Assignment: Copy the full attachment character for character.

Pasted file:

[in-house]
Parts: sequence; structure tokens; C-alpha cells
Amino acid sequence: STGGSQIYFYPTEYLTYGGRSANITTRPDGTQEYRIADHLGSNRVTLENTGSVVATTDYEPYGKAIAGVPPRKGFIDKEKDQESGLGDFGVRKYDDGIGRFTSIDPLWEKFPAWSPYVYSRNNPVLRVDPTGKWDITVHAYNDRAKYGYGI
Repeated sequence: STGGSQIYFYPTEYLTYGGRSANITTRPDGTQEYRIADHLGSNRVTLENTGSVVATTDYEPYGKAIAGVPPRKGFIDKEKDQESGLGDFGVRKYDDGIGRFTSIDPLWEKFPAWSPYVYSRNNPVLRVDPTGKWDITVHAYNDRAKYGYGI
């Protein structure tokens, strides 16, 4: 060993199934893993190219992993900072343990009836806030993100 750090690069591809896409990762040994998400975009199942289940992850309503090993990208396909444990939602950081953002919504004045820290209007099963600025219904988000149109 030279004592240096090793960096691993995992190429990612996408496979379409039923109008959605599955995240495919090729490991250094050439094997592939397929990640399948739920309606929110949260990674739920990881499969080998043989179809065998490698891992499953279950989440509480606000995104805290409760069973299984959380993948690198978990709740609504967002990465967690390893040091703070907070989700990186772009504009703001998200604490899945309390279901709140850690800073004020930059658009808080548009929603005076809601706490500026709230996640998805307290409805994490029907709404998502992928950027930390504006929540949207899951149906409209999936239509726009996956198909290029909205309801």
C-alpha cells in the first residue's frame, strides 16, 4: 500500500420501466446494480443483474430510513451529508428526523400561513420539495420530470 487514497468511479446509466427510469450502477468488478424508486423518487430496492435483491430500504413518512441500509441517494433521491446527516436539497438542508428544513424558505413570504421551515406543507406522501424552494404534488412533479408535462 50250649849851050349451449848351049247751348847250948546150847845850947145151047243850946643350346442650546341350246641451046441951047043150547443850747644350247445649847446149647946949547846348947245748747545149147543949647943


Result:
[in-house]
Parts: sequence; structure tokens; C-alpha cells
Amino acid sequence: STGGSQIYFYPTEYLTYGGRSANITTRPDGTQEYRIADHLGSNRVTLENTGSVVATTDYEPYGKAIAGVPPRKGFIDKEKDQESGLGDFGVRKYDDGIGRFTSIDPLWEKFPAWSPYVYSRNNPVLRVDPTGKWDITVHAYNDRAKYGYGI
Repeated sequence: STGGSQIYFYPTEYLTYGGRSANITTRPDGTQEYRIADHLGSNRVTLENTGSVVATTDYEPYGKAIAGVPPRKGFIDKEKDQESGLGDFGVRKYDDGIGRFTSIDPLWEKFPAWSPYVYSRNNPVLRVDPTGKWDITVHAYNDRAKYGYGI
């Protein structure tokens, strides 16, 4: 060993199934893993190219992993900072343990009836806030993100 750090690069591809896409990762040994998400975009199942289940992850309503090993990208396909444990939602950081953002919504004045820290209007099963600025219904988000149109 030279004592240096090793960096691993995992190429990612996408496979379409039923109008959605599955995240495919090729490991250094050439094997592939397929990640399948739920309606929110949260990674739920990881499969080998043989179809065998490698891992499953279950989440509480606000995104805290409760069973299984959380993948690198978990709740609504967002990465967690390893040091703070907070989700990186772009504009703001998200604490899945309390279901709140850690800073004020930059658009808080548009929603005076809601706490500026709230996640998805307290409805994490029907709404998502992928950027930390504006929540949207899951149906409209999936239509726009996956198909290029909205309801």
C-alpha cells in the first residue's frame, strides 16, 4: 500500500420501466446494480443483474430510513451529508428526523400561513420539495420530470 487514497468511479446509466427510469450502477468488478424508486423518487430496492435483491430500504413518512441500509441517494433521491446527516436539497438542508428544513424558505413570504421551515406543507406522501424552494404534488412533479408535462 50250649849851050349451449848351049247751348847250948546150847845850947145151047243850946643350346442650546341350246641451046441951047043150547443850747644350247445649847446149647946949547846348947245748747545149147543949647943